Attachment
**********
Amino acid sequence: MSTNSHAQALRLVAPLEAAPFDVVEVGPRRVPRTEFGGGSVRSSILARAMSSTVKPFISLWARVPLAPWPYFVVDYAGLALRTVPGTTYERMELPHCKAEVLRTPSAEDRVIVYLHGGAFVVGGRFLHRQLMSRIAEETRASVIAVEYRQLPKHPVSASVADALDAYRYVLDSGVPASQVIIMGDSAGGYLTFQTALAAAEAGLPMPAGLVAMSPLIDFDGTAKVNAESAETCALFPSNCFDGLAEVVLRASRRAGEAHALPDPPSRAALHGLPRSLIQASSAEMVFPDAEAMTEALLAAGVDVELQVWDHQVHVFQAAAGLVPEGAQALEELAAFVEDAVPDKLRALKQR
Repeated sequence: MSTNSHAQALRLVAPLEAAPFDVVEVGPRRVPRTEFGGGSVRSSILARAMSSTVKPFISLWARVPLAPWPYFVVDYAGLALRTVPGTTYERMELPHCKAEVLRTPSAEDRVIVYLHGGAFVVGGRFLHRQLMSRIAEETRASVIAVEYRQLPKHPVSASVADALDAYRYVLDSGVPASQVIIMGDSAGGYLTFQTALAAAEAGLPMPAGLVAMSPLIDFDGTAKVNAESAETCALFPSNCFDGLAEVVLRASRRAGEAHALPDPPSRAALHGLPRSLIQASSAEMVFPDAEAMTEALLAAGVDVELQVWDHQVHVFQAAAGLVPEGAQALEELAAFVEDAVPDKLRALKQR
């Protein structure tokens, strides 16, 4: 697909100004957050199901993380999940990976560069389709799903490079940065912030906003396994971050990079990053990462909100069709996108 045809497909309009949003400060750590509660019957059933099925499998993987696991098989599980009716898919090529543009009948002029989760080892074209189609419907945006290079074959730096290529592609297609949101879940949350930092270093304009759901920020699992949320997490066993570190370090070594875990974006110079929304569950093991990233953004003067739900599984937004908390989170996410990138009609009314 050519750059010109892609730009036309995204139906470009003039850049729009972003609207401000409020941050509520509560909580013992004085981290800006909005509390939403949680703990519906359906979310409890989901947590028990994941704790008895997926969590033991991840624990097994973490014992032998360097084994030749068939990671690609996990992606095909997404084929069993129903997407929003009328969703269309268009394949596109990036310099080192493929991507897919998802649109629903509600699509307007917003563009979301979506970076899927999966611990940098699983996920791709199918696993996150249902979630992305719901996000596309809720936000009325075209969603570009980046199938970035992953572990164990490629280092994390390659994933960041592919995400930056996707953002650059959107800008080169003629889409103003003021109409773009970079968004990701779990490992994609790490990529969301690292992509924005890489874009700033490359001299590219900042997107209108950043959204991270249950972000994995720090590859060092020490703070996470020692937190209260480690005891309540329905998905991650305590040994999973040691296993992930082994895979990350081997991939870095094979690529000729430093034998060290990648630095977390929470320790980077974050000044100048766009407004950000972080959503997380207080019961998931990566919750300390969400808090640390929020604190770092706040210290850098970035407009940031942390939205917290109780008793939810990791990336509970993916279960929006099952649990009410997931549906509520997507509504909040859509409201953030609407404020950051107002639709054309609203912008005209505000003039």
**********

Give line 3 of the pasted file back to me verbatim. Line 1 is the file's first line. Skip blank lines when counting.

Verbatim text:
């Protein structure tokens, strides 16, 4: 697909100004957050199901993380999940990976560069389709799903490079940065912030906003396994971050990079990053990462909100069709996108 045809497909309009949003400060750590509660019957059933099925499998993987696991098989599980009716898919090529543009009948002029989760080892074209189609419907945006290079074959730096290529592609297609949101879940949350930092270093304009759901920020699992949320997490066993570190370090070594875990974006110079929304569950093991990233953004003067739900599984937004908390989170996410990138009609009314 050519750059010109892609730009036309995204139906470009003039850049729009972003609207401000409020941050509520509560909580013992004085981290800006909005509390939403949680703990519906359906979310409890989901947590028990994941704790008895997926969590033991991840624990097994973490014992032998360097084994030749068939990671690609996990992606095909997404084929069993129903997407929003009328969703269309268009394949596109990036310099080192493929991507897919998802649109629903509600699509307007917003563009979301979506970076899927999966611990940098699983996920791709199918696993996150249902979630992305719901996000596309809720936000009325075209969603570009980046199938970035992953572990164990490629280092994390390659994933960041592919995400930056996707953002650059959107800008080169003629889409103003003021109409773009970079968004990701779990490992994609790490990529969301690292992509924005890489874009700033490359001299590219900042997107209108950043959204991270249950972000994995720090590859060092020490703070996470020692937190209260480690005891309540329905998905991650305590040994999973040691296993992930082994895979990350081997991939870095094979690529000729430093034998060290990648630095977390929470320790980077974050000044100048766009407004950000972080959503997380207080019961998931990566919750300390969400808090640390929020604190770092706040210290850098970035407009940031942390939205917290109780008793939810990791990336509970993916279960929006099952649990009410997931549906509520997507509504909040859509409201953030609407404020950051107002639709054309609203912008005209505000003039």